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Before I did a little research, I assumed that the Chincoteague’s big annual pony-penning festival became a big deal only after 1947, the year Marguerite Henry published “Misty of Chincoteague.” That story, of course, became a children’s classic and then a Hollywood movie.

But it turns out that the story of pony-penning day actually dates back centuries, not decades. Local historians say that the earliest known mention in writing of such an event dates to 1835. But even back then the pony penning was described as an “ancient” island custom.

The speculation, then, is that pony penning dates to sometime in the 1700s. It turns out that this civic party is probably older than our country.

The modern version of the pony-penning day dates to 1925. That year, in the wake of a string of bad fires, townspeople launched a volunteer fire company and authorized it to raise funds with a summertime carnival. Somebody got the idea that year to ask some local horse owners to auction off some ponies to help pay for new fire equipment.

Chincoteague Pony Penning Postcard 1930The postcard here is from 1930. It shows Mumford Street packed with parked cars. A good number of spectators are wandering around the corral. According to the fire company, the crowd that rolled into town for the 1937 edition of the pony penning was 25,000 strong.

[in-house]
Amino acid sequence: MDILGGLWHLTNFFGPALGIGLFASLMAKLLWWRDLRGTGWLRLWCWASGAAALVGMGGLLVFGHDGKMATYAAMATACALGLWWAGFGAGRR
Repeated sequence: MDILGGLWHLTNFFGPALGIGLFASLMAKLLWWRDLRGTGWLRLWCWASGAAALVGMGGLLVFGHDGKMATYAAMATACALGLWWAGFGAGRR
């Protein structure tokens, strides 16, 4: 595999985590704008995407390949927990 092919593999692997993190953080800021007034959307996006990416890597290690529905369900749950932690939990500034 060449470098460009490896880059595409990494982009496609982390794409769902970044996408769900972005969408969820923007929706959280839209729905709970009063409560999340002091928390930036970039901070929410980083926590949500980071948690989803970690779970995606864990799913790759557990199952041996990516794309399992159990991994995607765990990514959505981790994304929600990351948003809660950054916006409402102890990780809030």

By the time Misty was published a decade later, the fire company had started purchasing ponies and establishing its own herd. That’s the way things still stand as of this year. The 93rd annual pony swim is coming up on Wednesday, July 25, 2017, and there is a whole week of festivities and events planned starting on Saturday, July 21. Here is the schedule.

One last note: Every Monday through October the Island Theatre in Chincoteague is showing the classic old Hollywood version of “Misty”—it’s a real treat if you love those Misty of Chincoteague books! Here is the theatre’s website. 

—written by Jim Duffy; updated on July 3, 2018

• Here is a related story that is one of the most popular ones on this website: “The True Story of Misty, Stormy, and Maybe the Worst Nor’easter of Them All.”

• If you would like tourism information about Chincoteague, you can find it here on the Chamber site.


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